Will an interim prime minister spark civil strife?
May 15, 2014 00:00 By Attayuth Bootsripoom Attayuth
Two major issues - legitimacy and feasibility - hang over the latest call by the People's Democratic Reform Committee (PDRC) for the Senate speaker, presidents of the three top courts and chairman of the Election Commission (EC) to nominate a premier unde
PDRC’s proposal has attracted criticism and begged the question over what would happen if the proposal were pushed through. Would it end the current political conflict or would it plunge the country into civil strife? Fearing Suthep’s plan will meet success, the government camp is trying hard to have him and other PDRC leaders arrested.
At this critical juncture, the public is split over whether the country really needs an appointed prime minister. Government supporters say there is no need because Niwattumrong Boonsongpaisan is already serving as acting PM, while the anti-government camp believes otherwise. The latter has been calling for a prime minister to be nominated under the so-called Article 7.
The issue of appointing a prime minister is also being highly politicised by the two rival political camps. Chiefs of the country’s three highest courts – the Supreme Court, the Supreme Administrative Court and Constitutional Court – the Senate Speaker and EC chairman have a lot to consider before deciding to jump on the bandwagon and getting involved in politics by accepting PDRC’s proposal.
The judiciary is extremely important to maintain justice, law and order in the country. In order to preserve public trust and faith in the institution, the courts need to be non-partisan or politically neutral. The stake would be huge if the public lost confidence in the judges. The ramifications and damage in this scenario would be much greater than that if the public loses faith in independent agencies.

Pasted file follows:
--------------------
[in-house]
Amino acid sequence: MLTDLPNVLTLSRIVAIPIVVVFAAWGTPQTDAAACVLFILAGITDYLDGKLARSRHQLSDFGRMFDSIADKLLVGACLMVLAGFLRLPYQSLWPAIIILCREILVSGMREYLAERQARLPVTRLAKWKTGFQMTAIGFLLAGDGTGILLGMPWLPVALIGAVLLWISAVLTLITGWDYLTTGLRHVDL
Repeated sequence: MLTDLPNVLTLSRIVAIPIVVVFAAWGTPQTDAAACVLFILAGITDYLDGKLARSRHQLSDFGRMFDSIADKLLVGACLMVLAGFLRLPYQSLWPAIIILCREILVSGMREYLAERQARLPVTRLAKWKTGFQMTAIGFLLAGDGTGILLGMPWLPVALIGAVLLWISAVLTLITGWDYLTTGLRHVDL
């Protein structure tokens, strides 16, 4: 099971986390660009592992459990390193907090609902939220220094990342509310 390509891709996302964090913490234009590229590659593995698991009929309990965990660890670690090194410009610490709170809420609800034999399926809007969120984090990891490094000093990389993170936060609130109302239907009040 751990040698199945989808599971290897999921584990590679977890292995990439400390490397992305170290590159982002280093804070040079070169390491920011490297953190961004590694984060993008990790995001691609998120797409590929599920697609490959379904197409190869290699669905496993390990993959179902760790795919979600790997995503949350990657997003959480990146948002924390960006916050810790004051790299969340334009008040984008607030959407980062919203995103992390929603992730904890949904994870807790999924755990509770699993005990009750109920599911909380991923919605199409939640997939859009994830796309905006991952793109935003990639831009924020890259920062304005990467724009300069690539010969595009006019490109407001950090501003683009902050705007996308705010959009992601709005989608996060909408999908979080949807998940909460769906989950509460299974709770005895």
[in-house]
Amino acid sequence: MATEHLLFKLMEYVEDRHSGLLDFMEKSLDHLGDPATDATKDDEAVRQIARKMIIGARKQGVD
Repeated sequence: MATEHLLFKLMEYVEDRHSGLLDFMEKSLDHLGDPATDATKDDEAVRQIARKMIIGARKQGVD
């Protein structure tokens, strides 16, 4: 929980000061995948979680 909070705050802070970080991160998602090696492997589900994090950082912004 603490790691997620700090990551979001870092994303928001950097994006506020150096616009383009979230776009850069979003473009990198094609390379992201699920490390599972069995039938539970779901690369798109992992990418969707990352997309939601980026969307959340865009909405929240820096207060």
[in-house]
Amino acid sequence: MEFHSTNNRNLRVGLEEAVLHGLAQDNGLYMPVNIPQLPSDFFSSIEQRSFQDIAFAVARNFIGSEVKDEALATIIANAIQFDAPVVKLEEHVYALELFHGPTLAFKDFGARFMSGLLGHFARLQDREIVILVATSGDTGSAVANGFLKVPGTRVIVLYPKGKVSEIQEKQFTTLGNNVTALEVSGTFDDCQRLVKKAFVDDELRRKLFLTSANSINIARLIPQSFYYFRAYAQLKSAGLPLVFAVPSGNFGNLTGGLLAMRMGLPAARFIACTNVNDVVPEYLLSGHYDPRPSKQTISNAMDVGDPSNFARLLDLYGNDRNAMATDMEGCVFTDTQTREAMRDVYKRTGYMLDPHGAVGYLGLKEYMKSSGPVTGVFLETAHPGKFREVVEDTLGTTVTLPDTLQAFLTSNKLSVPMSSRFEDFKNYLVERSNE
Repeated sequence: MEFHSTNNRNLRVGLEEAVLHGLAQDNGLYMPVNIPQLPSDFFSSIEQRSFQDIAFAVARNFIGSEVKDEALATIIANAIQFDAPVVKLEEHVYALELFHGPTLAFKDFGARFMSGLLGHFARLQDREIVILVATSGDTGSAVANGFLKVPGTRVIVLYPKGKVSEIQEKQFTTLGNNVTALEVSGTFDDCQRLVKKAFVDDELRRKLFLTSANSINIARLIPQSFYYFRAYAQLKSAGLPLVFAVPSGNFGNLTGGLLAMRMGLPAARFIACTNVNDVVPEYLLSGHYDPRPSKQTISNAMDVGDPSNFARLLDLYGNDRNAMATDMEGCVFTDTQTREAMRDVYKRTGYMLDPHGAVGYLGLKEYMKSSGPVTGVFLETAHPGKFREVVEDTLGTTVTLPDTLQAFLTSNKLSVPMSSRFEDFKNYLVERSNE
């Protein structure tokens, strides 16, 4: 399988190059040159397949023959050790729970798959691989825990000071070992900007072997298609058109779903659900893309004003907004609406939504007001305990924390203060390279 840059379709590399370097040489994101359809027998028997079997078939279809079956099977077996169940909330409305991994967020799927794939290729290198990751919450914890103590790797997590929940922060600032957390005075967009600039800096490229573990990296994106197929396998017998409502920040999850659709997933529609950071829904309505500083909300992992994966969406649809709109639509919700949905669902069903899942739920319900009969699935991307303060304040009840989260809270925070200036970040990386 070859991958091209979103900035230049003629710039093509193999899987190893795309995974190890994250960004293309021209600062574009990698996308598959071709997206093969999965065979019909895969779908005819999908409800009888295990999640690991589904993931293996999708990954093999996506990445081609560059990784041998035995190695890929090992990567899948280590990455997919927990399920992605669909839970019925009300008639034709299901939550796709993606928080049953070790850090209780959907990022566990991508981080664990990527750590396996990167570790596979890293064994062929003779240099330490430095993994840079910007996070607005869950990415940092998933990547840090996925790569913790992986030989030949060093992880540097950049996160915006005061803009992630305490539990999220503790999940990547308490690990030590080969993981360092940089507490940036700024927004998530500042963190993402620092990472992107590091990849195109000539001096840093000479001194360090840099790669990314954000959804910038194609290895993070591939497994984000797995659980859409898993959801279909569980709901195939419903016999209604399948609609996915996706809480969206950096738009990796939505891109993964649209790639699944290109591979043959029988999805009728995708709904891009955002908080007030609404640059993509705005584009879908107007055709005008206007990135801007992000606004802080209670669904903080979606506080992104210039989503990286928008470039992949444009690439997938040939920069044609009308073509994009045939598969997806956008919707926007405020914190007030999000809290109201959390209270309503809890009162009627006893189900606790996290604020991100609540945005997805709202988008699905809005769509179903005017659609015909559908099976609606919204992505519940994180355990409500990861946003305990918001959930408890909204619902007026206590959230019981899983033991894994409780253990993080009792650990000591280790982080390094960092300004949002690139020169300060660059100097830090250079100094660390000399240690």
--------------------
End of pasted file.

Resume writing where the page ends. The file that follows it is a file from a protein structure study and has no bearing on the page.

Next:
A senior judge, who refused to be named, recently voiced disapproval over getting the judiciary involved in politics. He said judges could not cross the line since the proposal had no legal basis and there was no law empowering the courts to nominate a PM.
Although the EC secretary-general has voiced opposition to the PDRC’s proposal, the commission is one independent agency with a tendency to take a stance against the government camp – and it might just accept the suggestion.
Newly-elected acting Senate Speaker Surachai Liengboonlertchai allegedly has close ties with the PDRC. After being elected, he called a special session saying that without the Lower House, the Senate was the only institution that could solve Thailand's political crisis. However, he said, he had not considered nominating a non-partisan PM.
If these top officials reject the PDRC’s proposal, Suthep would be forced to find other ways to nominate the PM, as his group wishes. Even if he finally succeeds with his plan, the political conflict is not likely to end because opponents will reject it, leaving people to believe the PM in question would serve the interests of the PDRC and its allies, not that of the country.